The Lunar New Year is always an exciting festival for everyone, especially for children! It means time with family, new year goodies and a rest from everyone’s usual routines at school or work. Much of the excitement is also fuelled by children dressing up in their New Year outfits!
Most of us look forward to New Years mostly because of what it signifies – a brand new year that is accompanied by new hopes, new opportunities and a fresh start. A do-over, for those of us who are in need of one.
In preparation of this, many teachers started planning weeks in advance to give our young charges a memorable experience, and also meaningful learning experience. This year, our Chinese Curriculum Team also supplemented the preparation of the work of our teachers and principals by providing a fresh perspective of New Years for the children.
New Year Parallels with Jewish Passover
It was brought to our attention that New Year, as novel and exciting it may be, is not entirely new. In history, it was commemorated by the Jews. A few parallels between Lunar New Year and the Jewish Passover is includes a spirit or demon of death that claims the life of children, and how this spirit or demon of death is warded off by something red.
Another similarity lies in families gathered in this season, in remembrance of the protection and safety that we experience. For those of us who are Christians, we are reminded that we are only safe because of Jesus who served the role us our Passover Lamb.
The teachers and children are reminded that this season, is also one where we can be a blessing to others because of what we have been given.
Some of our Centres also chose to combine their festivities with an Active Ageing Centre or an Eldercare Centre. By spending their time with other members from the community, the children are provided with opportunities to share joy beyond their class and school.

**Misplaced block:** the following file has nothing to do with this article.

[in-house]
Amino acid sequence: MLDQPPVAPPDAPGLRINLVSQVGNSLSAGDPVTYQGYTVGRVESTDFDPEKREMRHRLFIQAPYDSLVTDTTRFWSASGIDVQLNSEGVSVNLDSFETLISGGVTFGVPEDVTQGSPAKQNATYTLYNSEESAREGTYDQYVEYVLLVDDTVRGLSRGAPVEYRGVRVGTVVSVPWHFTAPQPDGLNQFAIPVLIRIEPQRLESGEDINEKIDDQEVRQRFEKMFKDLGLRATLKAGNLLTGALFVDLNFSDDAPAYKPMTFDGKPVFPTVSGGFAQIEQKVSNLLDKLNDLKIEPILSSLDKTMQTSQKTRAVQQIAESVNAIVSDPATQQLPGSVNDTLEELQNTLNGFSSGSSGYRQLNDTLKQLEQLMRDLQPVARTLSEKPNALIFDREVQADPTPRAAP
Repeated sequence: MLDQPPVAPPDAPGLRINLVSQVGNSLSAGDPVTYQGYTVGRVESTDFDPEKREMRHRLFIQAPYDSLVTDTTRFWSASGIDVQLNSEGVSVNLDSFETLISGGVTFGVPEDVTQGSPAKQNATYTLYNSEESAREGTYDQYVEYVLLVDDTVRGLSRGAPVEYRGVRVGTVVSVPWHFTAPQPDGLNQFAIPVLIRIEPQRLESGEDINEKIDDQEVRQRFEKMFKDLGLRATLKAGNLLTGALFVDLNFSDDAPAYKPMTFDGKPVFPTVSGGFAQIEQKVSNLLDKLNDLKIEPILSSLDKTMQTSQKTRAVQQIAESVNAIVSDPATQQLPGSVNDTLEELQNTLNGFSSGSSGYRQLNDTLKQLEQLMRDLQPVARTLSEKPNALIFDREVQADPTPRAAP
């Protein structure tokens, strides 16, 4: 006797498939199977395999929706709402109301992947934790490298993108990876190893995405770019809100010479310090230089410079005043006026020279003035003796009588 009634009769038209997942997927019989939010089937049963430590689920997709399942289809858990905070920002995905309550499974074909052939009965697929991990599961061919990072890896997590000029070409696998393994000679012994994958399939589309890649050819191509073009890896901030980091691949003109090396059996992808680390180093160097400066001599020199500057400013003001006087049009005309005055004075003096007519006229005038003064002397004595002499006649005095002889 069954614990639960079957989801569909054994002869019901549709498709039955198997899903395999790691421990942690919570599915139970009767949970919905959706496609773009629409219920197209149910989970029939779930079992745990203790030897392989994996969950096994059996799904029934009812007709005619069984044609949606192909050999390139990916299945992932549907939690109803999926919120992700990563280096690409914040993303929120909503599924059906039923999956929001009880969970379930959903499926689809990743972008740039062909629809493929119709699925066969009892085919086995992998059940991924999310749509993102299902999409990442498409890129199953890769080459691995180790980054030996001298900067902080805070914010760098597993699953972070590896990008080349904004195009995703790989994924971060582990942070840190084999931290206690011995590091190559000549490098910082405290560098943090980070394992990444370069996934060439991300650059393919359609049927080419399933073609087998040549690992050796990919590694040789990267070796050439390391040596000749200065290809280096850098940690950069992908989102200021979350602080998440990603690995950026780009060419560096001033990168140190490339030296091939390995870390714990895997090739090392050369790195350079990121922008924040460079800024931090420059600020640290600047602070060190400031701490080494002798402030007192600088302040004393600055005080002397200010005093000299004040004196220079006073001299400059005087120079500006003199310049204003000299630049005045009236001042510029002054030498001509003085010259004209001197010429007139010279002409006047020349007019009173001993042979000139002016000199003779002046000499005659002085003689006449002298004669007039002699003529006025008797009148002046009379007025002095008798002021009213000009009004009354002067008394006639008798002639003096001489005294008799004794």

Presbyterian Preschool (Tampines) has kept up with their longstanding celebration with Evergreen Active Ageing Centre. With us living with Covid as an endemic, the children went back again this year to spend time with the elderly. Mr Masagos Zulkifli, Minister for Social and Family Development, MP for Tampines GRC also joined in the celebrations! Besides feasting together, the children prepared performance items for the elderly. This gave the children to learn, practice, execute and perform in a public setting.
As part of their ongoing community partnership with St Luke’s Eldercare, children from Presbyterian Preschool (Hougang) also visited a Senior Care Centre to present some songs and a dance, play games with them and co-create craft work with the seniors.
Michele Koh, Centre Leader (Hougang), shared that they hope to instill the values of respect, and compassion in the children as they communicate with the elderly. Through such interactions, children also learn to be more patient and sensitive.
As the New Year festivities draw to a close, we might find ourselves yearning for the next new year or fresh start. Or for the children, they may just be looking forward to next round of celebrations, ang pow collection and snacking. Until then, where can we place our hope?
May we remember that hope can always be found, and God is always doing a new things amongst us (Isaish 43:19).